November 9, 2020

How to Prepare for Student Loan Payments in January 2021

How to Prepare for Student Loan Payments in January 2021


President-elect Joe Biden has gone on record saying he will forgive student loans and extend coronavirus relief in 2021. But if your federal student loans are currently in forbearance under the Trump executive order, you should still prepare for repayment to resume in January. Nothing is guaranteed until Congress passes new legislation.

“From a financial planning perspective, a good way to stay ahead in general is to plan for the worst case scenario,” says debt-relief lawyer and mother of five college students, Leslie Tayne of Tayne Law Group.

While it may sound pessimistic, being over prepared will help you no matter what 2021 brings.

Ahead, Tayne gives her advice on what to do if you have to start repaying your federal student loans in 2021.

Stay up-to-date with the news

President Trump’s coronavirus executive order extended interest-free federal student loan forbearance through Dec. 31, 2020. If nothing changes, most federal student loan payment plans, including subsidized and unsubsidized loans, will resume in Jan. 2021. At that time, you’ll either start paying the same amount you used to pay each month, or you might see an adjusted rate depending on your issuer and repayment plan.

But that all could change depending on the new administration.

Throughout his presidential campaign, Biden promised to cancel up to $10,000 of student loan debt, and even more for people working in the public sector. Of course, these proposals will have to go through the legislative process, so they likely won’t happen on day one of Biden’s presidency.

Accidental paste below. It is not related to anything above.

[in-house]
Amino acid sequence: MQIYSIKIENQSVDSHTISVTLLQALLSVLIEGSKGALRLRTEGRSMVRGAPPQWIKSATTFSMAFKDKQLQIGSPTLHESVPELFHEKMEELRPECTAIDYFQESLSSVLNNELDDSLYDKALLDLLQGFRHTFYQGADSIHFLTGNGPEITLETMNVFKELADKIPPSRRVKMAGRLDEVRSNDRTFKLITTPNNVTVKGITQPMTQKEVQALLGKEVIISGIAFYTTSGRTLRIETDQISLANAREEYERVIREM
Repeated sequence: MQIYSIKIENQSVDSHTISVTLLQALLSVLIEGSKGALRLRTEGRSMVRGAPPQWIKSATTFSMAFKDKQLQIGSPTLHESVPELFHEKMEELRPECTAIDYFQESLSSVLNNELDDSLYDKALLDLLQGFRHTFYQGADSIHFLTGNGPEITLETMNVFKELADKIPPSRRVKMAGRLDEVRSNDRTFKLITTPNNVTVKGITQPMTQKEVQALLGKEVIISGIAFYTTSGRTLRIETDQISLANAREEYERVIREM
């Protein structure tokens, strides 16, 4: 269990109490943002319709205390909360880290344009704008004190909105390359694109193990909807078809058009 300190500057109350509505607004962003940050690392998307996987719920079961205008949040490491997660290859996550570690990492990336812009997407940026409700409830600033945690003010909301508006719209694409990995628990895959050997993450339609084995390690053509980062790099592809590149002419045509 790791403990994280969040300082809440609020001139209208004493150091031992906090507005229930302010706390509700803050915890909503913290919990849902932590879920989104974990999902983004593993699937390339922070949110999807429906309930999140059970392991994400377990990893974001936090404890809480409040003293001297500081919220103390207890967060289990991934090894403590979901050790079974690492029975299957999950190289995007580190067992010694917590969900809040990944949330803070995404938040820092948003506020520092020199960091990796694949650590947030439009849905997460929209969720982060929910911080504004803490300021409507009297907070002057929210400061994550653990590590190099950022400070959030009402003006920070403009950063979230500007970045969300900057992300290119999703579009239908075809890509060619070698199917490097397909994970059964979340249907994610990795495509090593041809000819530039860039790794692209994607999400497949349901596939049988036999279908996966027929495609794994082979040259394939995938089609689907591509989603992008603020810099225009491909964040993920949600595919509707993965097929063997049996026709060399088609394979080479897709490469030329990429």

In the current lame-duck period, Trump is less likely to extend the existing student loan forbearance program into 2021, despite millions of student loan borrowers needing the support.

“If I was a student loan holder of any kind, even of private loans, I would be waiting with bated breath about what the end result is going to be,” says Tayne.

Even though some are optimistic that Biden’s student loan plan will lessen the burden for many borrowers, it’s likely you’ll need to resume repaying your federal loans as early as January 2021.

Plan well ahead

What we do know is this: Come December (if not already), you’ll likely receive an automated email from your student loan servicer reminding you that payments that will resume in January.

But Tayne suggests you be proactive and contact your servicer now, or simply log into your account and check your repayment schedule or your inbox for notices about what to expect.

If your servicer gives you a date that you can expect payments to resume, Tayne says to mark a reminder on the calendar a few weeks ahead of time so you don’t miss it.

Modify your budget according to best- and worst-case scenarios

What to do if interest-free forbearance continues

If the current student loan relief continues into 2021, you have some options about what to do with the money you would put toward your loans.

“I recommend that anybody who has the ability to comfortably do it — without jeopardizing long-term savings — pay down their loan principal,” says Tayne. “Even if you can only afford $25 a month, then pay $25.”

Small payments toward your federal loans can go even further right now while the interest rates are at 0%.

“Ultimately, 100% of your payment is going toward the principal,” explains Tayne, so your payment goes even further to paying off your total debt.

The one exception to Tayne’s suggestion is if you are currently paying off a credit card.

“If you have high-interest credit card, my recommendation would be to take money from what you’re paying on your student loans to pay down your card. Once you have your high-interest debt under control, continue to put as much money as you can toward your interest-free loans and get that paid off.”

Whatever you decide to do, it’s important to consider your whole financial picture, from savings to salary to debt, so you can make the smartest money decisions for your own needs.

Editorial Note: Opinions, analyses, reviews or recommendations expressed in this article are those of the CNBC Select editorial staff’s alone, and have not been reviewed, approved or otherwise endorsed by any third party.



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